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Yes interesting points as I think it raises the question that due to the increasing pressure of time slowly being wasted, of how Elizabeth during her long wait might have understood the word moral. Either moral in the sense of how much longer to remain faithful to Ross or feeling morally obliged in the sense of owing a growing duty to her parents. Which is why I'm not sure I would go as far as saying she was selfish rather that she slowly came to realise she couldn't wait forever, so finally had to bow to the inevitable pressures that were building up and do her duty, which is what I think Heida might also be inferring to, on top of the accepted customs of the time when she says "doing the right thing"....? Whatever else it must have certainly been a great shock to her especially at such a young age when Ross does appear, inevitably I think causing her a great deal of inner conflict which must have remained for quite a long time afterwards, perhaps the reason for all her later indecisiveness ?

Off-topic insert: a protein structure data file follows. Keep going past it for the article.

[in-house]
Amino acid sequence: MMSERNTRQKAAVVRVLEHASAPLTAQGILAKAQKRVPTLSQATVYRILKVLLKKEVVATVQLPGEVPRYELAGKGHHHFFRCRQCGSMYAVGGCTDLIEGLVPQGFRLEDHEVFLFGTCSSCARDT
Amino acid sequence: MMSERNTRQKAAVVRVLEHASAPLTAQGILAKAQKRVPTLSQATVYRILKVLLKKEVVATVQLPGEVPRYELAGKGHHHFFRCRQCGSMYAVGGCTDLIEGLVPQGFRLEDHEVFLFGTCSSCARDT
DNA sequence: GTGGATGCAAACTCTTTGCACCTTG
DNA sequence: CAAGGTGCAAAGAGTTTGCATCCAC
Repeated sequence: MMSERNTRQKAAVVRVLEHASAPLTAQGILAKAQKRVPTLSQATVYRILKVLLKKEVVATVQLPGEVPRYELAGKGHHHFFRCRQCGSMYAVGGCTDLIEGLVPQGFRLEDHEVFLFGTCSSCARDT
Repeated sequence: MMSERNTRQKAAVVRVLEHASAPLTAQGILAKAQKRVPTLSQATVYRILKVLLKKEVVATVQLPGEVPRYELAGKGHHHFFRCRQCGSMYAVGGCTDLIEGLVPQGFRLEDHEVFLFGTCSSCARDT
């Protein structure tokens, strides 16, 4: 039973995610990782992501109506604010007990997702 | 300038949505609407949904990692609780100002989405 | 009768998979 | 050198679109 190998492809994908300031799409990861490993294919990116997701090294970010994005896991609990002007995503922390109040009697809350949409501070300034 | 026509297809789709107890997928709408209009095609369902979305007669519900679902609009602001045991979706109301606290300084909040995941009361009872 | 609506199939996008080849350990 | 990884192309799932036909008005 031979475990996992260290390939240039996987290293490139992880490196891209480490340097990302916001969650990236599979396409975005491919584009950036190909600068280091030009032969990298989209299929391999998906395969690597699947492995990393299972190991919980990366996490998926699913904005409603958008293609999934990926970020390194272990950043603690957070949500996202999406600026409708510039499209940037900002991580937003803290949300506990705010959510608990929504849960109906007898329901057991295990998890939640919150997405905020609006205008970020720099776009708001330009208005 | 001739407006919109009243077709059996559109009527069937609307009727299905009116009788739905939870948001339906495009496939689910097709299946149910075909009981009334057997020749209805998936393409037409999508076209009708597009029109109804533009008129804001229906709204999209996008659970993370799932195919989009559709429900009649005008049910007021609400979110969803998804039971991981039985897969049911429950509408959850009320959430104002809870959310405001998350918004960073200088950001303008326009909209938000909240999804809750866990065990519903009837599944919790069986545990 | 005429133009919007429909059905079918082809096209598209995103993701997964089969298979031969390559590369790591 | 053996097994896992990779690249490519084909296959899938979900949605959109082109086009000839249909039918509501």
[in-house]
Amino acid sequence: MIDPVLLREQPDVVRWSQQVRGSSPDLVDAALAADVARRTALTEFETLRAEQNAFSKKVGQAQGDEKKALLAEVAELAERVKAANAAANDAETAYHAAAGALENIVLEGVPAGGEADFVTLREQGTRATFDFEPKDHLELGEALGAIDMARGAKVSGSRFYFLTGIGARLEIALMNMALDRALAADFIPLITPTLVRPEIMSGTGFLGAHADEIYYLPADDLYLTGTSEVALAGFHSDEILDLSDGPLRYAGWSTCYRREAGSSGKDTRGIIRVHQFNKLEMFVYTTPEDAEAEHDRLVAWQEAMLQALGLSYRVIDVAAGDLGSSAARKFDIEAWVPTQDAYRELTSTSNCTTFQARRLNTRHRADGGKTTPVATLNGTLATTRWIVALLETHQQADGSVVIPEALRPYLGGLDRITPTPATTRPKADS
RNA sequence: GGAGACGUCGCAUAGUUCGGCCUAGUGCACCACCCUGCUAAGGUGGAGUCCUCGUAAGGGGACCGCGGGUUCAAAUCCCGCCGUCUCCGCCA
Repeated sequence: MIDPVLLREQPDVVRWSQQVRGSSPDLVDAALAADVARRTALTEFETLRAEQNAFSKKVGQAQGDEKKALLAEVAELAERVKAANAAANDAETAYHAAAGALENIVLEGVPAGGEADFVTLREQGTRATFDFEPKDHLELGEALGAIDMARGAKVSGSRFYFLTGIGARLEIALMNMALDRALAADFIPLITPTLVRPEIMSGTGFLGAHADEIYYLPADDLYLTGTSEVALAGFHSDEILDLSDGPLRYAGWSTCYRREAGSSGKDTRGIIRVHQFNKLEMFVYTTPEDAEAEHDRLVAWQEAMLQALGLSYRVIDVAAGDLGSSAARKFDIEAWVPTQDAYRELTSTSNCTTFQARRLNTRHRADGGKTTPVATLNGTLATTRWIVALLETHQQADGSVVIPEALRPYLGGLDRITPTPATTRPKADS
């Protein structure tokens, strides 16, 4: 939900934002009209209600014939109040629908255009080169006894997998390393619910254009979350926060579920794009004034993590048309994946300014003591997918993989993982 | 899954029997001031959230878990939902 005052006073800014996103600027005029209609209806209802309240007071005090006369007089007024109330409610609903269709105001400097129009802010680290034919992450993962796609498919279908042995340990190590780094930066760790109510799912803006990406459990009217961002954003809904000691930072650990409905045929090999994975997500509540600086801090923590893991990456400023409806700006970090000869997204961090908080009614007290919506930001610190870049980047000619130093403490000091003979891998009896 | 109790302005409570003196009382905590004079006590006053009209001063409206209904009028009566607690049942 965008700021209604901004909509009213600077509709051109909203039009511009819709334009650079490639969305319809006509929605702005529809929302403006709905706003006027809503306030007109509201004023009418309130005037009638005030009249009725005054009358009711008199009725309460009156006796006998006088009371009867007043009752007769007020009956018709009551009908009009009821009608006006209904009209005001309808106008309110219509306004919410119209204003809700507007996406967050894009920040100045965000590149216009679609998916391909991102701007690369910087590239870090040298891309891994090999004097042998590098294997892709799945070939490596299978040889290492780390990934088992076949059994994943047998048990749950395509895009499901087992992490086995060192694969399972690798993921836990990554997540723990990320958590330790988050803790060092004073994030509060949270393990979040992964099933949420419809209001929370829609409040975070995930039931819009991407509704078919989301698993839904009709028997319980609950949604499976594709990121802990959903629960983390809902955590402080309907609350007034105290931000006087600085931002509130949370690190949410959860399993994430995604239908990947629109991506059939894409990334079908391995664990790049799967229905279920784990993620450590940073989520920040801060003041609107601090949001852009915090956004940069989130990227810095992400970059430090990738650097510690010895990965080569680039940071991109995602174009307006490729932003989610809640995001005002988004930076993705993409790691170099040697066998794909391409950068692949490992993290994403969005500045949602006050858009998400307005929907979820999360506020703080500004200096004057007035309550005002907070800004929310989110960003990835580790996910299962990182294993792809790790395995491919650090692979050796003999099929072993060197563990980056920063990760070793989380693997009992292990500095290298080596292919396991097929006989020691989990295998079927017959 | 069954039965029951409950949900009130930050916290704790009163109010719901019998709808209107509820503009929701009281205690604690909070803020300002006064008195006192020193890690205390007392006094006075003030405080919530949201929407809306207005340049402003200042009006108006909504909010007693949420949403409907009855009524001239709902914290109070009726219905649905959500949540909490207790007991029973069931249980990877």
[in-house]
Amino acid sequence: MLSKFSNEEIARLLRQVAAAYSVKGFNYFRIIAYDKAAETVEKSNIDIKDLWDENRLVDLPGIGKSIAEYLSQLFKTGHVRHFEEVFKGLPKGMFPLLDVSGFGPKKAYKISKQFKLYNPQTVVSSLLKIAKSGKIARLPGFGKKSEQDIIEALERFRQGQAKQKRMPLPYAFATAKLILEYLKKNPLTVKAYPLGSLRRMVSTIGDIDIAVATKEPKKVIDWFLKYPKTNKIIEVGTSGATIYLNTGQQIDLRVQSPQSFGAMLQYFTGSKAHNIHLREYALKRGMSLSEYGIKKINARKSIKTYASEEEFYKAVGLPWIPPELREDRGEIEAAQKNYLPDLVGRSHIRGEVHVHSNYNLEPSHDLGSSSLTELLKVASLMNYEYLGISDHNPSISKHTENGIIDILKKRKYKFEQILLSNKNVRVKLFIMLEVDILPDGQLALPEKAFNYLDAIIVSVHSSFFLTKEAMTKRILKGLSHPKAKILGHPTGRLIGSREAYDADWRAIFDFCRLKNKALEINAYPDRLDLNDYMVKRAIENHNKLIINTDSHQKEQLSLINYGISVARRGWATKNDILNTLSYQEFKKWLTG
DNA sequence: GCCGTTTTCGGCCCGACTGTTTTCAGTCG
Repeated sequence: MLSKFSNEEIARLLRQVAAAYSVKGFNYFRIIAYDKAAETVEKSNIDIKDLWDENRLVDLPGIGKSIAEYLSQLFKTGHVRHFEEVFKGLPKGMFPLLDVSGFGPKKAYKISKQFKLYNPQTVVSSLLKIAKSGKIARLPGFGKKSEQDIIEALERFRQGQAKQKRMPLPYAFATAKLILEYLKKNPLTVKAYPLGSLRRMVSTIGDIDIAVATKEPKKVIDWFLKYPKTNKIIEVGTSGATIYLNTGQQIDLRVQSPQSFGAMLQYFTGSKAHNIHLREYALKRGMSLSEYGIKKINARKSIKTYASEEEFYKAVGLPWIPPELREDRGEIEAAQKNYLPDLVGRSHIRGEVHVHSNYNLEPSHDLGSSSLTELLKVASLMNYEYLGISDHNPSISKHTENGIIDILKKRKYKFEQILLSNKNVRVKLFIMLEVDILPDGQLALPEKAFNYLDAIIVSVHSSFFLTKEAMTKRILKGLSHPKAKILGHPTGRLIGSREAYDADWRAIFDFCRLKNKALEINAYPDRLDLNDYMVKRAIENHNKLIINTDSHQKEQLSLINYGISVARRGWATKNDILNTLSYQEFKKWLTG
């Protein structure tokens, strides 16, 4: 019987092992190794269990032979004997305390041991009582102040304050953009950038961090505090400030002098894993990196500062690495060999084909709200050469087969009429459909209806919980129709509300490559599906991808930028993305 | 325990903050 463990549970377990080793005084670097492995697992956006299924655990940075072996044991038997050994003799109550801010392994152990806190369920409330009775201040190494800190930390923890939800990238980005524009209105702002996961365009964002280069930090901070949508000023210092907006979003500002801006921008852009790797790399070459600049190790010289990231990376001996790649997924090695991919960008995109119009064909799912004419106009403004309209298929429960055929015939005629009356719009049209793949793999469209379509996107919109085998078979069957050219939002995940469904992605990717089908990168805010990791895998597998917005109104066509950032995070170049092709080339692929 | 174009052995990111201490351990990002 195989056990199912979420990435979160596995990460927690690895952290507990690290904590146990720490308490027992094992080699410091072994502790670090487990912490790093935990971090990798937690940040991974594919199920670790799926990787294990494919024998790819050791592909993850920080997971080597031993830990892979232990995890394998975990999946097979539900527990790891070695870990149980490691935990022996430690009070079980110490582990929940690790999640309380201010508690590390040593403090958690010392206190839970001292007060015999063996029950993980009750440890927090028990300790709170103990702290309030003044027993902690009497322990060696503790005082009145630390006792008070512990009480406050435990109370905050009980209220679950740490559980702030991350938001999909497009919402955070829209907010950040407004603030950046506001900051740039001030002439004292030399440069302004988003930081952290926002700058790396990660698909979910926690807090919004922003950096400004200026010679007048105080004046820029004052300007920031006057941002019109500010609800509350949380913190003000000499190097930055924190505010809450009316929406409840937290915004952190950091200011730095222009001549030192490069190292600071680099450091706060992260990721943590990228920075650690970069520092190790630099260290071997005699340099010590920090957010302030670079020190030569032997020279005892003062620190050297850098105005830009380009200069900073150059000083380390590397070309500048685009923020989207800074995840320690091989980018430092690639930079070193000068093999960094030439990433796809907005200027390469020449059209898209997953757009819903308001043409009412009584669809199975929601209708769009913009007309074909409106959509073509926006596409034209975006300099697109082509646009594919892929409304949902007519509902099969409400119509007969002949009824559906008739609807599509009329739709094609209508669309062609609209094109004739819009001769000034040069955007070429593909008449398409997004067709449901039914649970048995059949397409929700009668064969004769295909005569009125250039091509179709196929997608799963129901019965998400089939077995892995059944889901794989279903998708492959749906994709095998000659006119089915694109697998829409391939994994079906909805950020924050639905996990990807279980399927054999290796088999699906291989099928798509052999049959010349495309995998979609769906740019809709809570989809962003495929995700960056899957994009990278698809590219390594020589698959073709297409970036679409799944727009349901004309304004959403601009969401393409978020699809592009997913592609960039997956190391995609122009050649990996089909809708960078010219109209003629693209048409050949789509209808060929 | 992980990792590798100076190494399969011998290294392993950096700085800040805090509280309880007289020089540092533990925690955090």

Interestingly I can't remember whether the topic of Elizabeth always being slightly jealous of Demelza later on has ever been discussed as a direct result of this sudden inner conflict ?

Good to get back to discussing the books again....!! aww



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Date: Feb 20 1:31 PM, 2015
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Mrs Gimlett wrote:

 

There is also a short interview with Heida Reed, who plays Elizabeth.

 She says the following:

Elizabeth is fundamentally a nice genuinely warm person.....very much a person of her time, trapped in her own world.  She could follow her heart but she feels morally she must do the right thing even if she suffers for it.

Do you agree with this analysis?